Monthly Archives: December 2007

Waiting for the birds

bird feeder closeup, originally uploaded by espeedy123.

Yesterday I put up this bird feeder my Dad gave me. It’s situated right outside the house in clear view from the kitchen table, so I am expecting a good show.

Coming up on 24 hours, and no takers yet.

If you have a feeder, I’m interested to know how long it took your birds to arrive, and if there are any special techniques you suggest for getting them to show up sooner. I am an impatient bird watcher!!

How to update a light fixture on a $3 budget

porch-fixture-before-2.jpg porch-fixture-after-2.jpg

Porch lamp before and after.

Isn’t spray paint great?!  I could kick myself for not having taken a better before photo, but you get the idea.  The porch lights on either side of my door were dingy brass.  I removed them, cleaned them up, and spray painted them in a black semigloss finish.  They look a lot better now — the difference is more dramatic than the photos show.  And all for a $3 can of paint.

There is a house across the street from me with similar fixtures in white that just scream for a new look.

Do you have something you’ve spray painted that looks a lot better now?  Please comment!

Is worm poop the new Texas Tea?

Worms posing (and composting!) for the camera, originally uploaded by espeedy123.

A friend who knows of my worm hobby forwarded me a funny story related to worm castings that appeared in this month’s American Way magazine. That’s the one that’s on all AA flights. The most interesting part of it is the description of the process by which the entrepreneur subject of the story makes his organic fertilizer:

“BEFORE THE WORMS feast on it, their grub is composted and cooked in a vat. The food and the worms are placed together on a conveyor belt, creating a feeding frenzy that would make Homer Simpson sick with jealousy. “On one end, you put in cooked material, and the worms eat that, and [when it’s gone], they’ll move out of their own poop and into new food,” says Szaky. As the worms eat, the conveyor belt moves in the opposite direction of their travel at the pace of their ingestion, about an inch every five hours. “They’re on a perpetual conveyer belt — food at one end and poop out the other,” he says.”

Szaky’s company Terracycle is apparently making a fortune.

An infomercial tool that really works


Yes, that’s me on a Little Giant ladder.  Note how one side is shorter, enabling a closer perch over the porch.  I needed the extra few inches to avoid damaging the shrubs while I reach to clean up the porch posts, before painting them. 

My father-in-law offered it to us when we needed an extension ladder, and I wondered if I’d ever get to take advantage of its many freaky infomercial features.  I can check the “ladder-on-stairs” box.  Perhaps I can do a scaffold next.


How to get a $7,000 sofa for $150

Baker sofa from Craigslist, originally uploaded by espeedy123.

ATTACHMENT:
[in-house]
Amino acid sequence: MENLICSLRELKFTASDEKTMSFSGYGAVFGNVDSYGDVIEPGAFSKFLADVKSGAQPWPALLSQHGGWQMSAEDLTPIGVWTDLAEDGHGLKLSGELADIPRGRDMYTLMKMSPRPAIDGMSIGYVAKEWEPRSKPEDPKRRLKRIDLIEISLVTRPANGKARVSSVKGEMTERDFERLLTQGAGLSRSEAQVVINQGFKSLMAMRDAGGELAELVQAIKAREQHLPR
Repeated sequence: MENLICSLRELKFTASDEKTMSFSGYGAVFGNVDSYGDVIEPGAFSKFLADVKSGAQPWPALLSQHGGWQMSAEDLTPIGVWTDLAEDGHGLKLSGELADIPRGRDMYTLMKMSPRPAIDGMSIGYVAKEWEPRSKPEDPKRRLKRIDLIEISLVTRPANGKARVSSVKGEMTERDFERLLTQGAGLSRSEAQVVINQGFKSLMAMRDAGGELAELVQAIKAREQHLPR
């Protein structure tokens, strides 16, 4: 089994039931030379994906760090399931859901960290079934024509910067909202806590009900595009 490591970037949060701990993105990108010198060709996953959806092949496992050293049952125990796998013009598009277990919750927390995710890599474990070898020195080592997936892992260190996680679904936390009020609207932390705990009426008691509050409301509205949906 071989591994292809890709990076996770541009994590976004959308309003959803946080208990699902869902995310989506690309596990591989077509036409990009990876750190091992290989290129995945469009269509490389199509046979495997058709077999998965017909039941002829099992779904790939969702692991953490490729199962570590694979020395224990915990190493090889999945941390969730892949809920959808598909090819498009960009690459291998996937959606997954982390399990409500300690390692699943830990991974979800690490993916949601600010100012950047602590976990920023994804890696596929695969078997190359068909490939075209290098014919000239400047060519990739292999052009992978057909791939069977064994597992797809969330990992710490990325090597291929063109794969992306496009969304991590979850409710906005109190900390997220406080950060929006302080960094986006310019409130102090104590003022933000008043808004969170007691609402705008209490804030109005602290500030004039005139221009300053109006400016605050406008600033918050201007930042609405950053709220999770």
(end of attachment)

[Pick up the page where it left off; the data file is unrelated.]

OK so maybe that’s a bit of an exaggeration. There is no doubt, however, that there are great deals to be had on the Craigslist “furniture for sale” ads.

Today’s steal is this Baker camelback sofa I snagged for $150. Is this great or what?!?!?!

The woman selling it got it from a mom’s friend, so she had no qualms about letting it go for a tiny fraction of its original cost. It doesn’t look so great situated here in the entry but alas, the old sofa has to go somewhere first. And yes, it came with the cushion which is sitting somewhere off camera.

Here’s a similar sofa on the Baker website that STARTS at $7,100.

baker sofa

If you have a great furniture piece from Craigslist please post a comment with a link to the photo so we can all share the great furniture vibes!

The painting secret that will save you time, money and effort

Paint tips, originally uploaded by espeedy123.

Painting is one of the most cost-efficient and novice-friendly DIY projects. I have a laundry list of things I want to paint, and I’ve built up a good collection of supplies like dropcloths, paint tins, and scrapers. Unfortunately I seem to never have enough brushes. Mine tend to die a slow death wrapped in plastic in the refrigerator. That’s how I store them, especially the ones with oil paint on them, thinking that I’ll pull them out the next day to get going soon enough for them to not dry out. Instead, I tend to get distracted by other projects and arrive back at the brushes when it’s too late. It’s an expensive bummer to go buy another one at Home Depot but I kept doing it.

But now I’ve discovered the lazy painter’s way to clean and restore brushes. Drill a hole at the base of the brush handle. Fill a glass jar partway with brush cleaner. Use a pencil or a bamboo skewer to suspend the bristles in the cleaner, making sure that only the bristles are submerged.

It seemed too simple to be true that this would work so well, but thus far it really has worked out nicely. Apparently it’s the pressure on the bristles and not the chemicals that make it so hard to get one back in shape.

I’d love to hear other painting shortcuts if you know them!